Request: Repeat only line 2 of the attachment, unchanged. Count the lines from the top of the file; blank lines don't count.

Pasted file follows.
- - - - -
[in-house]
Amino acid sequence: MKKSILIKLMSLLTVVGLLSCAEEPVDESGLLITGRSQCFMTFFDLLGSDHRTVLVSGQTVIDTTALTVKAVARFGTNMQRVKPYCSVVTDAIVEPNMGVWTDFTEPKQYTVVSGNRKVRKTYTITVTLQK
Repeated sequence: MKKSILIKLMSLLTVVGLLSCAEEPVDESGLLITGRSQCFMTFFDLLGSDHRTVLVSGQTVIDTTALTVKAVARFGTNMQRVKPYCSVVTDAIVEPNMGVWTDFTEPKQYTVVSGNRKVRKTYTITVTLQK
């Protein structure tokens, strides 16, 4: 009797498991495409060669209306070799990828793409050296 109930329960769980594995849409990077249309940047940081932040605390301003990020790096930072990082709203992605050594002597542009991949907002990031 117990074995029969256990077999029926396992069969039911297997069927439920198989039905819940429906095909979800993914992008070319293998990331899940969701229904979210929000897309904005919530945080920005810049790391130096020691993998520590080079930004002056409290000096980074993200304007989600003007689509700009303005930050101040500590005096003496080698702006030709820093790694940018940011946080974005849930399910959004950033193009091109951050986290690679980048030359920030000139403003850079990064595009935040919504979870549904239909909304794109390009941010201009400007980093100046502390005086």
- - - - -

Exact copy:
Amino acid sequence: MKKSILIKLMSLLTVVGLLSCAEEPVDESGLLITGRSQCFMTFFDLLGSDHRTVLVSGQTVIDTTALTVKAVARFGTNMQRVKPYCSVVTDAIVEPNMGVWTDFTEPKQYTVVSGNRKVRKTYTITVTLQK